This Friday, many of us will begin the Lenten tradition of praying the Way of the Cross. There are countless versions to consider. One of the most popular is Everyone’s Way of the Cross by Deacon Clarence Enzler. The other day, my friend Msgr. Eric Barr alerted me to his version, The Way of the Cross with St. John the Apostle. At my parish, for the last several years, we have been walking Mary’s Way of the Cross by Richard Furey, with my wife reading Mary’s reflections as I lead the faithful around the church, station to station.

And then there’s this version in A Deacon Prays. 

My brother and classmate Deacon Vincenzo LaGamba said to me years ago, before we were even ordained, “Gregory, you should write a Way of the Cross for deacons!” I shrugged it off. But I never forgot his words. And I finally got around to it two years ago. Thank you, Vincenzo, for the inspiration!  I’m posting the first three stations below.

This year, we can’t help but think of the suffering people of Ukraine, who are walking their own way to Calvary.

The widely-circulated photo below by Evgeniy Maloletka, showing a father grieving over the body of his teenage son in a Ukrainian medical ward, says it all. It is a Pieta for our time.

May this Lent draw us closer to the Christ who suffered for us, died for us, and then rose to teach us that death isn’t the end of the story.

Station 1: Jesus is Condemned to Die

We adore you, O Christ, and we bless you,
Because by your holy cross you have redeemed the world.

To most, he was just another common criminal, the kind who deserved the fate that awaited him. He looked awful: weak, bloody, filthy. If you saw him on the street, you’d go out of your way to avoid him.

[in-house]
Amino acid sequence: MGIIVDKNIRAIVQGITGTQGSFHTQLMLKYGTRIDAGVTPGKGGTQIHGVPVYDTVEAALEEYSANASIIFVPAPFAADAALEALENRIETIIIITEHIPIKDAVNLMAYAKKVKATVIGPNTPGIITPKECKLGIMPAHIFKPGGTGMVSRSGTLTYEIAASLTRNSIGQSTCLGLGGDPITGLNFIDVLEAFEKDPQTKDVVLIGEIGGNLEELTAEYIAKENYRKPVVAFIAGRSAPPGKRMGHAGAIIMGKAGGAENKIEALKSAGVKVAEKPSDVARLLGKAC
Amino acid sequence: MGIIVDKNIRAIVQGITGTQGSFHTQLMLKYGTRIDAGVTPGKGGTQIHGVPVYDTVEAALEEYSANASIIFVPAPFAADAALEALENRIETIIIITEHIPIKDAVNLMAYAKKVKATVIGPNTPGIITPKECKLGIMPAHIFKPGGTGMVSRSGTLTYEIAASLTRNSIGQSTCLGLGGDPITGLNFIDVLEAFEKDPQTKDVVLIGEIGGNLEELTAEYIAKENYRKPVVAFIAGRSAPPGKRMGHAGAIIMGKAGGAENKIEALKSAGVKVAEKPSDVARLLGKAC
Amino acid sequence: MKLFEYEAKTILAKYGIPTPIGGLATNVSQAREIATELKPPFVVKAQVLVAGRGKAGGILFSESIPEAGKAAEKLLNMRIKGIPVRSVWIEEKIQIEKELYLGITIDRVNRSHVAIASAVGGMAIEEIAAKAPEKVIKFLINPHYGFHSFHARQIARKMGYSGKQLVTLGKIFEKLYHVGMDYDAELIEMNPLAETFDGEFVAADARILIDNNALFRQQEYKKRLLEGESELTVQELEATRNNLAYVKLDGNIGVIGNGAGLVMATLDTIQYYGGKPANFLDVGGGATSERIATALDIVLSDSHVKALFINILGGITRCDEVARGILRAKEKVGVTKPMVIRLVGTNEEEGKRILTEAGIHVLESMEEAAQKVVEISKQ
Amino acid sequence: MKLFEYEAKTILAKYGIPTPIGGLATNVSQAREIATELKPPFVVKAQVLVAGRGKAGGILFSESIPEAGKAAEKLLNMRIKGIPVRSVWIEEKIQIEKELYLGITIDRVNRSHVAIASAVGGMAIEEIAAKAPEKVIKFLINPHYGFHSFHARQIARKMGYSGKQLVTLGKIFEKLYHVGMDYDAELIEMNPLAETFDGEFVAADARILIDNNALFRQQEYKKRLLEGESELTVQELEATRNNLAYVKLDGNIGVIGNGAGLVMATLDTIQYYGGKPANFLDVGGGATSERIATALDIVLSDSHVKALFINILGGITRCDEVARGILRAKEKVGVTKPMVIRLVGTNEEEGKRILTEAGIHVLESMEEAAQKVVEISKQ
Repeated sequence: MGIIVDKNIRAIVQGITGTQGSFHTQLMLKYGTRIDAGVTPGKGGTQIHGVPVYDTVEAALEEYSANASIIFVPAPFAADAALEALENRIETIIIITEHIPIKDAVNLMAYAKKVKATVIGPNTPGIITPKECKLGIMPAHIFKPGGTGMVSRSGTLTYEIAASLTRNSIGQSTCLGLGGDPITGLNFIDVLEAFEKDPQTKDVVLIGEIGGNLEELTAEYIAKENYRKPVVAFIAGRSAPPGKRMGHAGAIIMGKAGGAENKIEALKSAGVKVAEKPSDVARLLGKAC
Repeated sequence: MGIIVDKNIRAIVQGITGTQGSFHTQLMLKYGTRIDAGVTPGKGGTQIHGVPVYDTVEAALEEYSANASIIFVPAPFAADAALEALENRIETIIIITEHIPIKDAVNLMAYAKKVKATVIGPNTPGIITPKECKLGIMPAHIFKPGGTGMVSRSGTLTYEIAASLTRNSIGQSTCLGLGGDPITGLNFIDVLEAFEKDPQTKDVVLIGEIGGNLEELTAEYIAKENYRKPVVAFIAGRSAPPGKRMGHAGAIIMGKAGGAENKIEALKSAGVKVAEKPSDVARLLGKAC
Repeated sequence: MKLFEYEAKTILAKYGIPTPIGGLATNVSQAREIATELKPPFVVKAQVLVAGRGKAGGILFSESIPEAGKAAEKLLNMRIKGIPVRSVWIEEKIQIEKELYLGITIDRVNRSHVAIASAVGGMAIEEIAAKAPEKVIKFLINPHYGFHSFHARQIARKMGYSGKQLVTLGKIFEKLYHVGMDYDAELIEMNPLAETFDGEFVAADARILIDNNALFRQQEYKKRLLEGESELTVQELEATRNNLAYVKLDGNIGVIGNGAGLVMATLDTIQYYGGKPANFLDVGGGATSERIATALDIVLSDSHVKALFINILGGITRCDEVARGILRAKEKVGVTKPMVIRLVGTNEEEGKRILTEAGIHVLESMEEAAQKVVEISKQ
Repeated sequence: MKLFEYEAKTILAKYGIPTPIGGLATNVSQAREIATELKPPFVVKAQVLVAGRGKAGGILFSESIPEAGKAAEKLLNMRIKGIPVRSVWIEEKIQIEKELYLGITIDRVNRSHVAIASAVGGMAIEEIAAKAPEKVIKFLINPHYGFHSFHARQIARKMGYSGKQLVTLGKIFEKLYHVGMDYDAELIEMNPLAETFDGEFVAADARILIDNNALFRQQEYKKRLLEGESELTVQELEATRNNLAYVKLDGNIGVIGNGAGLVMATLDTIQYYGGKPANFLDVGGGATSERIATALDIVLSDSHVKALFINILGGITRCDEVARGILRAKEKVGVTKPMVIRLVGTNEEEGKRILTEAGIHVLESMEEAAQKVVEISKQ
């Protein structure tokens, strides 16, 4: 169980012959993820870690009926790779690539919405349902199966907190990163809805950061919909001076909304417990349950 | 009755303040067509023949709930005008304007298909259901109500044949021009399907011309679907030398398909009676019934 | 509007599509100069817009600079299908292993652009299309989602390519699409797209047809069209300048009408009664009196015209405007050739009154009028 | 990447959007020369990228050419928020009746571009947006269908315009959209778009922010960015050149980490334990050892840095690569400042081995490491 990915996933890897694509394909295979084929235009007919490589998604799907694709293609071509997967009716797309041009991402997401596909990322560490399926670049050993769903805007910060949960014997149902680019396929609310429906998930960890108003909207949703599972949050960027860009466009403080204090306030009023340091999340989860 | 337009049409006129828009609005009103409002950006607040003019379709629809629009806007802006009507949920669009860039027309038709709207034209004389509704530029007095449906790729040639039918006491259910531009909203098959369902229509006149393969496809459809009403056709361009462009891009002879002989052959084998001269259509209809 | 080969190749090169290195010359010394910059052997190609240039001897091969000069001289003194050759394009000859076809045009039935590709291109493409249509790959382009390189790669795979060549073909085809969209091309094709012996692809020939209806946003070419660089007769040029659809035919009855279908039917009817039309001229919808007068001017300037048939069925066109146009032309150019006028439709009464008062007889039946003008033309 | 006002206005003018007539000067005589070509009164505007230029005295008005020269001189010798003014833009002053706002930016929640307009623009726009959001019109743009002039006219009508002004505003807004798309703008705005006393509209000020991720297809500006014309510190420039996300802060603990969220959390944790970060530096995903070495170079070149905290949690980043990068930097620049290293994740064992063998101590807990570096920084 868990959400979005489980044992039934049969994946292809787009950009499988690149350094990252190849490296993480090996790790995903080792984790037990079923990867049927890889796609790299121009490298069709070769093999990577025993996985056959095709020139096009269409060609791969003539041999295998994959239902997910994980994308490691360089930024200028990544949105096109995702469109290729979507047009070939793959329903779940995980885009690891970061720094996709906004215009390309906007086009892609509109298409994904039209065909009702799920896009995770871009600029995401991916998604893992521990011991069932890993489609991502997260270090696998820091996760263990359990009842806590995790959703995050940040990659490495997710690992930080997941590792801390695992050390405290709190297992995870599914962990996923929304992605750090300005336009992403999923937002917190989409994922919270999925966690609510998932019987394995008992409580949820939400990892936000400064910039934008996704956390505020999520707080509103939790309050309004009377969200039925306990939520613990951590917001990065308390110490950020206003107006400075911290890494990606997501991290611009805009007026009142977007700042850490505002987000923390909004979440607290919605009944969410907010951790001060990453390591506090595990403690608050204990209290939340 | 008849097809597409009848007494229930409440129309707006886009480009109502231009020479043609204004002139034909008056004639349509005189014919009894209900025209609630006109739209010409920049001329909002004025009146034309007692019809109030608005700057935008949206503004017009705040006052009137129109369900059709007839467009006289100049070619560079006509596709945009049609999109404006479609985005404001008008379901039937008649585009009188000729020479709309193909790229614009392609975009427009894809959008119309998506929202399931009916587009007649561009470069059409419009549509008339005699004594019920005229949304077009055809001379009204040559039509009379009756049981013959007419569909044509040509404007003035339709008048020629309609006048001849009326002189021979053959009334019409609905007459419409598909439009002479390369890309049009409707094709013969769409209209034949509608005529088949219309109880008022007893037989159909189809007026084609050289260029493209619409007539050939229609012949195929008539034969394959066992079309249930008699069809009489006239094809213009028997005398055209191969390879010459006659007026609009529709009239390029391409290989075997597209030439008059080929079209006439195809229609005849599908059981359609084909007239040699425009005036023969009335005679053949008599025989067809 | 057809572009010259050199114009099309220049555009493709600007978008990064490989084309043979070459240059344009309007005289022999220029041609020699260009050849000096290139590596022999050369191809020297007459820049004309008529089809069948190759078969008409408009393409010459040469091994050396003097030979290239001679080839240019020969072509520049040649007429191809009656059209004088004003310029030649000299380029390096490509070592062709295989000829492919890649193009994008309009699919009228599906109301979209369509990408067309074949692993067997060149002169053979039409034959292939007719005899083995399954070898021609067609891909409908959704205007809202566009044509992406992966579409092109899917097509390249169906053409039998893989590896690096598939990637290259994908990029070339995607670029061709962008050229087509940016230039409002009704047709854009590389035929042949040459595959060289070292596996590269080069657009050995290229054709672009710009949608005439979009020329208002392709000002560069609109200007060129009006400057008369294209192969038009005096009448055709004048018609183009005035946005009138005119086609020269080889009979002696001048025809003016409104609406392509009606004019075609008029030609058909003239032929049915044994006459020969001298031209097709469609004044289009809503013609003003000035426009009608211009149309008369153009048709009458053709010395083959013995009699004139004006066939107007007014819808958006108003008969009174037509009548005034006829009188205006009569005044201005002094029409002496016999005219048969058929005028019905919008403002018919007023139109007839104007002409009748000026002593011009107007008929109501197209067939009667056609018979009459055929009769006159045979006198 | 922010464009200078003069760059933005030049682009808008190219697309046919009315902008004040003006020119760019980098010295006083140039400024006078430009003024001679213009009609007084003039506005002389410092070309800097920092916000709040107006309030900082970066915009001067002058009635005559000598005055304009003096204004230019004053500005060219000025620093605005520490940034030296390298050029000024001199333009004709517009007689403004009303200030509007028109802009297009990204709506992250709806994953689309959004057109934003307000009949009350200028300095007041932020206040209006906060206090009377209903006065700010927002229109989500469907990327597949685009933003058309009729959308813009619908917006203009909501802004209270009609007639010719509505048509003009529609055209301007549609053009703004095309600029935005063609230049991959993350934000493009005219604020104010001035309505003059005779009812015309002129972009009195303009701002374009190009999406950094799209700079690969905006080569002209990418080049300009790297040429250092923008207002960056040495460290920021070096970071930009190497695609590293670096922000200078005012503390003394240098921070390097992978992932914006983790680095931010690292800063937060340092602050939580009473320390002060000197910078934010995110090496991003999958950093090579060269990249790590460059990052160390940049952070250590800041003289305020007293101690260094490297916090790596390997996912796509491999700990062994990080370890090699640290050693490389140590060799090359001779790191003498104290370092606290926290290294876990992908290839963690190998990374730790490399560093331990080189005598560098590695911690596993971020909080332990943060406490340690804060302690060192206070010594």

And yet: this was the man who had mesmerized thousands with teachings and healings and miraculous signs that had transfixed all of Galilee. How could something like this have happened to someone like that?

The figure in the ragged robes, crowned with thorns, bleeding and in pain, helpless before the judgment of the state, is a reminder to us that the world is unjust, spiteful, callous, cruel. This world will condemn the innocent, mock the righteous, hate the good. It will break your heart. Given the chance, it will sentence the source of all life to death.

Jesus, I weep for the injustices committed against you, and against so many in our world.

Let us pray …

I see you begin your walk to Calvary
And see the savior of the world
Humbled beyond recognition.
You told us you came not to be served,
But to serve,
And in this moment of surrender and obedience,
You serve all of humanity.

Lord, how often have I as a deacon
Hungered for recognition, praise, or a place of privilege?
How often have I wanted people to look up at me,
To consider me someone special?
How often have I forgotten this moment of humiliation and heartbreak,
When you showed what it truly means to serve?
Jesus, teach me to give more by claiming less,
And to live my life in service to the Father and those around me.

Station 2: Jesus Takes Up his Cross

We adore you, O Christ, and we bless you,
Because by your holy cross you have redeemed the world.

How will he do it?
How will this battered figure be able to carry that massive piece of wood all the way up that hill? He once worked as a carpenter, but he’s spent the last few years roaming the hills, preaching. Will he even make it to the end?